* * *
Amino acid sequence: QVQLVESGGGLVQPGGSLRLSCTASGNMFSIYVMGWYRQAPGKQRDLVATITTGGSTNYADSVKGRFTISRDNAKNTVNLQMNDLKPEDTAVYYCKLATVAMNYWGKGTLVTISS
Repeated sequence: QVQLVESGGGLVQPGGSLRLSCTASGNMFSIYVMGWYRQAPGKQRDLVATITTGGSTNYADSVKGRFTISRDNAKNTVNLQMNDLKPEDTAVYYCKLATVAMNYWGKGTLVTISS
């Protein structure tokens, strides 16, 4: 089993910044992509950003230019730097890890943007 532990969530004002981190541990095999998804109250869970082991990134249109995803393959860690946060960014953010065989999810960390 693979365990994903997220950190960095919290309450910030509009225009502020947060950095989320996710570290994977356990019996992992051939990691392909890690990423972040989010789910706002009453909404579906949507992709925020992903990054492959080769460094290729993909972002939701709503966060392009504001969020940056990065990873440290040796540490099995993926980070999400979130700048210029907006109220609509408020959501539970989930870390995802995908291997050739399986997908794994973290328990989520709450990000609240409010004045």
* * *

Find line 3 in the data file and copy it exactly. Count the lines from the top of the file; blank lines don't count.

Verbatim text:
């Protein structure tokens, strides 16, 4: 089993910044992509950003230019730097890890943007 532990969530004002981190541990095999998804109250869970082991990134249109995803393959860690946060960014953010065989999810960390 693979365990994903997220950190960095919290309450910030509009225009502020947060950095989320996710570290994977356990019996992992051939990691392909890690990423972040989010789910706002009453909404579906949507992709925020992903990054492959080769460094290729993909972002939701709503966060392009504001969020940056990065990873440290040796540490099995993926980070999400979130700048210029907006109220609509408020959501539970989930870390995802995908291997050739399986997908794994973290328990989520709450990000609240409010004045």